“Jesus Christ, has time stopped?”
“Knock off the s--t. Move, move, faster, faster!” Nate yells this, mantralike, over and over, knowing it will never happen. The profanities roll off his tongue like a litany. “Move your f--king ass! C’mon!” Maybe the verbal jabs soothe him.
They dispirit me. They’re designed to do that. I am in the ring, gasping for air while Nate holds the mitts and calls out combinations — and I lumber from corner to corner to try to stay up with him. “Quick, pistonlike!” Now he is on me for my sagging punches. The room seems to be reeling. I cannot make my legs catch up with my upper body. “How much longer?” I beseech, praying this round is coming to an end. My lungs feel like they’ll burst. I can taste vomit. “Don’t worry about time, keep moving,” Nate barks back. “Move, move, faster, faster!” And so it goes. Round after real and proverbial round.
Nate Walker ’02, who coaches Notre Dame’s boxers and runs the famed Bengal and Baraka Bouts, patrols an area in the Joyce Center called the Pit. The name fits. The place is downright purgatorial, trapped somewhere in the 1950s. It smells of sweat. It has no windows. Heavy bags sway as you move past them. It feels like stepping into a confessional. Nate has bought all the latest gadgets and gizmos to train fighters, but the place oozes tradition. Along its walls, juxtaposed with boxing gloves arrayed on pegs, are images of Bengal Bouts past, and framed write-ups with such headlines as “Guts, Leather, Catholicism.” And Nate reminds me, his penitent, that the Truth will be found in the Pit. “There are no imposters in the ring,” he tells me, adding — rather melodramatically — “You cannot hide your true self. No one can.”
I have only myself to blame for being here. A few years ago, I decided I needed to do something different with my life. Maybe I was experiencing a midlife crisis, the dreaded MLC. My mother (God rest her soul) had just passed away. My kids were flying the coop. I had put on weight. I could climb no higher in my profession. I checked every MLC box save the mistress (as if someone would have me), the toupee (I still had a full head of hair) and the red sports car (I didn’t have the money, to be honest) — and I knew it.
Maybe I needed to awaken my old athletic instincts. Perhaps I needed to challenge myself with something physical. Or did I need to recapture something of my gritty, Jersey City upbringing, a perverse form of nostalgia? The writer Tom O’Grady ’85Ph.D. reminds us that the Greek roots of that word mean “going home.” That would appear to be an MLC affliction.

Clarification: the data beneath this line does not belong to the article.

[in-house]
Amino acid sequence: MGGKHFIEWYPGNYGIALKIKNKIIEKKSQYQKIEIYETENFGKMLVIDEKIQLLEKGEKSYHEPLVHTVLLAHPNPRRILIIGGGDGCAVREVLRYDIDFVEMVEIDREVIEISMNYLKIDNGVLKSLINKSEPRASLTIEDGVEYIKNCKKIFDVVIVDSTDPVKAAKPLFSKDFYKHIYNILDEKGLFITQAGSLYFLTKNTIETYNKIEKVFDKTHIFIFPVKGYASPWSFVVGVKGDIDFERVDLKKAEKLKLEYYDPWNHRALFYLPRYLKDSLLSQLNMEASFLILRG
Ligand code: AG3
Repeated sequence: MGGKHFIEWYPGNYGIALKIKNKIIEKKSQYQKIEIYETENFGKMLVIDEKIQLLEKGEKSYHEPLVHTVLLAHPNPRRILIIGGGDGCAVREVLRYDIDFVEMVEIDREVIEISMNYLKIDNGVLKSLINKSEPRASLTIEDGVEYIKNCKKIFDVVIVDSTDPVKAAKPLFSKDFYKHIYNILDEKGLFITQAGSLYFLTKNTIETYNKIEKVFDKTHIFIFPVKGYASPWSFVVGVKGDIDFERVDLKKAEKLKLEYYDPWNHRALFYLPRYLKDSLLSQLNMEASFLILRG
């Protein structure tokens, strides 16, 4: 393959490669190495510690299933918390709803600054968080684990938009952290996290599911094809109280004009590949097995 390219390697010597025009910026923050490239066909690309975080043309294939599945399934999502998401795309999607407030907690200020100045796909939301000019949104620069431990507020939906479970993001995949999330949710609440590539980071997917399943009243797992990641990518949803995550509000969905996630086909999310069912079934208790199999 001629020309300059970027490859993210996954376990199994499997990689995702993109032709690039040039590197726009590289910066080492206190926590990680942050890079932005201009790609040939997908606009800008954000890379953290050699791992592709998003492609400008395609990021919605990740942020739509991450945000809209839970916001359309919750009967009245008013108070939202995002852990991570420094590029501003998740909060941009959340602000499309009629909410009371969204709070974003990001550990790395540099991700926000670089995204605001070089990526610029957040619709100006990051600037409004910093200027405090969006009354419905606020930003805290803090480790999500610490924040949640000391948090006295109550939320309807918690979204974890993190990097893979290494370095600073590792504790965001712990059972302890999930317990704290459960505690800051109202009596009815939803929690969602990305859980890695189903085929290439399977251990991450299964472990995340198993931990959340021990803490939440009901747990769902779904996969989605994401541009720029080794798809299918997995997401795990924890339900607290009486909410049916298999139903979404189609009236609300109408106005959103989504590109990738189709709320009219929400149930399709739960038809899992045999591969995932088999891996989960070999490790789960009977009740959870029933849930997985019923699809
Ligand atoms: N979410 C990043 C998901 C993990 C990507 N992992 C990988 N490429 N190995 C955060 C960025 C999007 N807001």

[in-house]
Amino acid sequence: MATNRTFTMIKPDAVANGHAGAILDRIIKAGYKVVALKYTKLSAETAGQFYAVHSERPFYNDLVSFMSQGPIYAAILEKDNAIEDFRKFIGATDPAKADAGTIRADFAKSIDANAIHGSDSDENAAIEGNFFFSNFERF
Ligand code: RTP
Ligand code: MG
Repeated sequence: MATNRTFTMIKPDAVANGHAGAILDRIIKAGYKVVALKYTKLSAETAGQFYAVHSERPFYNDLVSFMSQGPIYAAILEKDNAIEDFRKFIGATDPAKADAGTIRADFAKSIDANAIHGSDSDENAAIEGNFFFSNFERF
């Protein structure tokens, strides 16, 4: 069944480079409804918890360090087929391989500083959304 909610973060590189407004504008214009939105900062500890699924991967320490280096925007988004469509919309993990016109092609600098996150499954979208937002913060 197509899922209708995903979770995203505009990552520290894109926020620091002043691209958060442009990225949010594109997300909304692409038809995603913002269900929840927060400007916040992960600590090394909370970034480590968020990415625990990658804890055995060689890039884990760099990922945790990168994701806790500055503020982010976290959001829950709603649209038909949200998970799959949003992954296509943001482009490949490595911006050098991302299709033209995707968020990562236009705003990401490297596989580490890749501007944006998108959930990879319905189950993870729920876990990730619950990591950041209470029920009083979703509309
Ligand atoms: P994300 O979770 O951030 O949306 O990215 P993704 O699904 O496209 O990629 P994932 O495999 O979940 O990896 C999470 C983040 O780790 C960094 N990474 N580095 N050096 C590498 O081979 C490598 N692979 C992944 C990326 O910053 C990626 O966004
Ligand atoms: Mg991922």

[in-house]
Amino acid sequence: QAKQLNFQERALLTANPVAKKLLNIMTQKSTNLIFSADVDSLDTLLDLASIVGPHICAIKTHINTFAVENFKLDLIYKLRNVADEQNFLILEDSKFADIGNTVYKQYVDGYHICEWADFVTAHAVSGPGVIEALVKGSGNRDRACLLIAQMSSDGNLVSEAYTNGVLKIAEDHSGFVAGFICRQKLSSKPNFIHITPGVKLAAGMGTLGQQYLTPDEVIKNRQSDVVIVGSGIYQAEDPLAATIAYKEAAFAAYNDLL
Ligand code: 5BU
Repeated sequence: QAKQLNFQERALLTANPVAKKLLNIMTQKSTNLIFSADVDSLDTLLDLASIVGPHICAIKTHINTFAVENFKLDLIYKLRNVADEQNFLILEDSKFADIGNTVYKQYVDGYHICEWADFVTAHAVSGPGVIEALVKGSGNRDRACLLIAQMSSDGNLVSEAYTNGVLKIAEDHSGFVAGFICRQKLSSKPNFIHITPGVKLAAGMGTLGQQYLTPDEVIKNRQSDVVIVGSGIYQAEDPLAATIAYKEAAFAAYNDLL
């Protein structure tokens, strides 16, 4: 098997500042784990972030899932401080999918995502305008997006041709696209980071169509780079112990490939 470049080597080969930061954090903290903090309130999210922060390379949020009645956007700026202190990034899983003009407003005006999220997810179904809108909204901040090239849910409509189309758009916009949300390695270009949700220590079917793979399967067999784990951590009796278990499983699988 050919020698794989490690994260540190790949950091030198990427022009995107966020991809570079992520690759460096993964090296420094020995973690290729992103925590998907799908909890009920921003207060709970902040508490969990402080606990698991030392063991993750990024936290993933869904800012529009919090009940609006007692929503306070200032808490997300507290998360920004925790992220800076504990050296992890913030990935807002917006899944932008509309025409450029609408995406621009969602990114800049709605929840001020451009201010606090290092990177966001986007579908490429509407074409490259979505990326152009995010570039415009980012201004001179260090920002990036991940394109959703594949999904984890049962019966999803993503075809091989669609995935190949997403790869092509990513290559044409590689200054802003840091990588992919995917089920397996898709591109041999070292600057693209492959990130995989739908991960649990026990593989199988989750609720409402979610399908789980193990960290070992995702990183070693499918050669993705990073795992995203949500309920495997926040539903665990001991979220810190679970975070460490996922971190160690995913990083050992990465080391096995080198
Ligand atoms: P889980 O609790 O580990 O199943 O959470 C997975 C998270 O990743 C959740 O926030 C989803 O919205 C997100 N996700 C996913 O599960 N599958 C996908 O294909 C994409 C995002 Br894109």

Whatever the reason, I decided in my early 50s that I would try to learn to box. I had never done it before. Now I liken my time mastering this craft, and all the physical work, to a pilgrimage. I do my roadwork in the mornings, box in the afternoons and then — when Nate thinks I am ready — I fight. For real.
Cue the Rocky training montage. With Nate I work on a progression of drills to build muscle memory. We meet in the Pit, we wrap our hands, limber up with rounds of jump rope, hit the heavy bags and concentrate to make each punch pure, then step into the ring. All is done deliberately. We will work on defense, when I am not supposed to let a punch through. My job is to slip, glide past punches, parry, or put myself in a shell and take a beating on my arms. He calls one of these the three-punch drill. “Can you take three hard punches to the arms and shoulders? Let’s see.” Or he’ll want me to focus on footwork to control the center of the ring. Or we may try to keep “my hands in the box,” a small, imaginary area in front of my body that the hands must flash from and return to quickly. All the while, no matter the drill or the aim, we move. And move.
“Fifty-year-olds are not used to this sort of intensity,” I cry out from my wilderness. To no avail.
“You think this stuff is fast,” Nate asks during nearly every session. “Just wait until punches are live and when the adrenaline is pumping. Then you will know what tired means.”
Move is more than a verb with Nate. He is move. Smaller, nimbler, younger and more skilled, he leads me to corners that I rush into like a fool. He bullrushes me to make me pick up my feet and get back to a good stance. He has me fire off endless combinations while I struggle to find my footing and get my hands in a good defensive position.
“Your feet! Your feet! They are out of position. Get back to stance,” he commands. Every now and then, when I expose my ribs — and if I am slow, as is usually the case — he will lace me. “That’ll teach you. Keep the hands up!”
We spar on a regular basis at a friend’s gym. One time, Nate belted me with a right. As we were leaving, he said, “Holy s--t! Look in the mirror.”
He laughed when I saw the huge mouse under my eye.
“Your wife will be pissed with me!”